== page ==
Tetiaroa Society accueil son nouveau directeur Tetiaroa Society. C’est avec plaisir que nous vous annonçons l’arrivé de notre nouveau directeur à la station de recherché de Tetiaroa, Tahiarii Yoram Pariente sera en charge de la gestion des affaires courantes journalières au Te Fare Rau Ihi – la maison des multiples connaissances.
Tahiarii est Polynésien, chercheur indépendant, artiste et conférencier. Il suit l’ancienne tradition Arioi en étant un praticien des arts Polynésiens, éduquant les nouvelles générations à reconnecter l’ancien et le contemporain. En plus des nombreuses expertises qu’il apporte à notre société savant Tahiarii a une connection particulière avec la Nature.En 2010, il navigue la pirogue Te Matau a Maui à travers 3300 miles nautiques au sein de la flotte historique Tavaru.
Durant cette expédition depuis la Nouvelle Zélande jusqu’à Rarotonga via Tahiti, il pratique l’art du chemin des étoiles (Aveïa) et de l’orientation non-instrumentale. Okeanos Foundation for the Sea. Maori Legends - New Zealand in History. In the beginning there was no sky, no sea, no earth and no Gods.
There was only darkness, only Te Kore, the Nothingness. The very beginning was made from nothing. From this nothingness, the primal parents of the Māori came, Papatuanuku, the Earth mother, and Ranginui, the Sky father. Papatuanuku and Ranginui came together, embracing in the darkness, and had 70 male children. These offspring became the gods of the Māori. They considered for a long time - should Rangi and Papa be killed? The art & science of Navigation, Tools, aids, games, Polynesian Navigation, Maps; Latitude 34 North - Cities; Navigation. Navigation The art and science of Navigation.
Please let me know of any broken links or other mistakes by contacting me at Lat34North@bellsouth.net. Challenge of the Wind. Canoe navigation. Waka – canoes The earliest sailing vessels of Polynesian ancestors were rafts and dugout canoes.
They were used on short voyages, but because dugouts capsized easily, and rafts were prone to swamping, they were not suitable for long distances. Eventually, an outrigger (a second hull) was fixed to the side. This made canoes faster and more stable. With these changes people could sail across long stretches of open sea. Polynesian double-hulled canoes or twin-hulled canoes were similar to outrigger canoes.
Ocean voyaging To prepare for the voyage, sailors stocked canoes with food and water. Locating land Voyagers knew land was ahead even before they could see it. Canoe is the people. Sam Low's Filmography. The Navigators - Reviews and Press Clippings The Navigators was shown in prime time on PBS in the United States, on the BBC in England and other venues in France, Sweden, Italy and around the world.
Mau's son on Satawal "The Navigators - Pathfinders of the Pacific" - was first shown nationally in prime time on PBS in 1983 and later broadcast internationally in Europe and South America. The star compass – kāpehu whetū. Using the night sky - Hawaii History - Voyaging. Using the night sky Polynesians relied on the positions of stars to guide them along their voyaging routes.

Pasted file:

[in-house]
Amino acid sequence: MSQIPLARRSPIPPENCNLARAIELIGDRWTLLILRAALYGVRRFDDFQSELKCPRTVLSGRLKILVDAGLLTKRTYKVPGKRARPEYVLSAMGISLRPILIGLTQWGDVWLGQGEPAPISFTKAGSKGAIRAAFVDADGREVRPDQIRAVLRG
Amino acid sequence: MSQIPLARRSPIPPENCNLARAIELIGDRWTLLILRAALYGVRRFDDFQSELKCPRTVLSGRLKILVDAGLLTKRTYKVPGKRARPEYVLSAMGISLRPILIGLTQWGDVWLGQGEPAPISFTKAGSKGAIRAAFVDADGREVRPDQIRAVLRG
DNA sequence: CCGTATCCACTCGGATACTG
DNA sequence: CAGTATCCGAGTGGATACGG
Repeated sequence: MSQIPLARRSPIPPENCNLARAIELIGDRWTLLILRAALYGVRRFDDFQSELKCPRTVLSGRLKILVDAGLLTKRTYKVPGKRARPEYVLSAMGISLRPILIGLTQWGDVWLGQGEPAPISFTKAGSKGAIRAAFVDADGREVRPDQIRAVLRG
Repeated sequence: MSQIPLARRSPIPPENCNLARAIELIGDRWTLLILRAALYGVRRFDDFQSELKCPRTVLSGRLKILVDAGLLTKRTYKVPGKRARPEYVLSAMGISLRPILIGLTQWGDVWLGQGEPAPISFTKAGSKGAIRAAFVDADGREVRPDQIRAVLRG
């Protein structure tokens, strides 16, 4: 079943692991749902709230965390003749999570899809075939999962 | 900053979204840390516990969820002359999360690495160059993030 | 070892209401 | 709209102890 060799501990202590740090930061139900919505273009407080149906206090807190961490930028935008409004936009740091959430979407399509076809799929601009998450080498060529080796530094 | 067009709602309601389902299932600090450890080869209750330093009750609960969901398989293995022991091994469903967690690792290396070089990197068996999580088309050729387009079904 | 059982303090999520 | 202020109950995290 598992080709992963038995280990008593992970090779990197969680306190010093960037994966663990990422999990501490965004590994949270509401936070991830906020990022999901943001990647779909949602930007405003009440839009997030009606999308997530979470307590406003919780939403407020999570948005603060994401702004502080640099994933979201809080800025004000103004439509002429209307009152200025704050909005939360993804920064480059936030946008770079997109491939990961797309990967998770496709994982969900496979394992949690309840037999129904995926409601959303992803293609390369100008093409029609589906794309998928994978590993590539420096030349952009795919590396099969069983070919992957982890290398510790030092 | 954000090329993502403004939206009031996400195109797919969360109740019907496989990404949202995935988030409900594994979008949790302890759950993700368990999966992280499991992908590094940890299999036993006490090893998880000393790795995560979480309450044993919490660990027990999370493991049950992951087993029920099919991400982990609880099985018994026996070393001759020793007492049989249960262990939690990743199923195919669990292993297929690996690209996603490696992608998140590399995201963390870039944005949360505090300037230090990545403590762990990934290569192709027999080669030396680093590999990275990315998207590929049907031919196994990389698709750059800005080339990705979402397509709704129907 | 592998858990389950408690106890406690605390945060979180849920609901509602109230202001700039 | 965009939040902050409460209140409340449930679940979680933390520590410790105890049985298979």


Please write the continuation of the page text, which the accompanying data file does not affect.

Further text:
Stars - as opposed to planets - hold their positions steady in the sky throughout the year, although the time of a star's rising or setting changes seasonally. Proa Sailing. East is Not a ‘Big Bird’: The Etymology of the Star Altair in the Carolinian Sidereal Compass. Proa Sailing: Sam Low's "The Navigators - Pathfinders of the Pacific"
My earliest and best ever film resource!
The Navigators is a Sam Low film. His site here: There's a lot at that site. Take some time to investigate it all. Here's a clip of a review from the Honolulu Advertiser: "The film presents fascinating theories about the origins of the Polynesian people weaving a thread between Satawal (a coral atoll in Micronesia), where the secrets of navigation still live; to Viti Levu in Fiji, where distinctive Lapita pottery has been discovered; to Huahine in the Society Islands where an 1,100 year old voyaging canoe has been unearthed; to the valleys and caves of Hawaii. " And there's more about this film on the next blog page about Mau Piailug. Micronesian Navigation: Sidereal Compass. Basic to the entire navigational system is the "star structure," as the navigators call it.
Observed near the equator, the stars appear to rotate around the earth on a north-south axis. Some rise and set farther to the north and some farther to the south, and they do so in succession at different times. The "star structure" divides the great circle of the horizon into 32 points where the stars (other than Polaris) for which the points are named are observed to rise and set. These 32 points form a sidereal (star) compass that provides the system of reference for organizing all directional information about winds, currents, ocean swells, and the relative positions of islands, shoals, reefs, and other seamarks.
The diametrically opposite points of this compass are seen as connecting in straight lines through a central point. Penn Museum | 3260 South Street, Philadelphia, PA 19104 | www.penn.museum ©1997.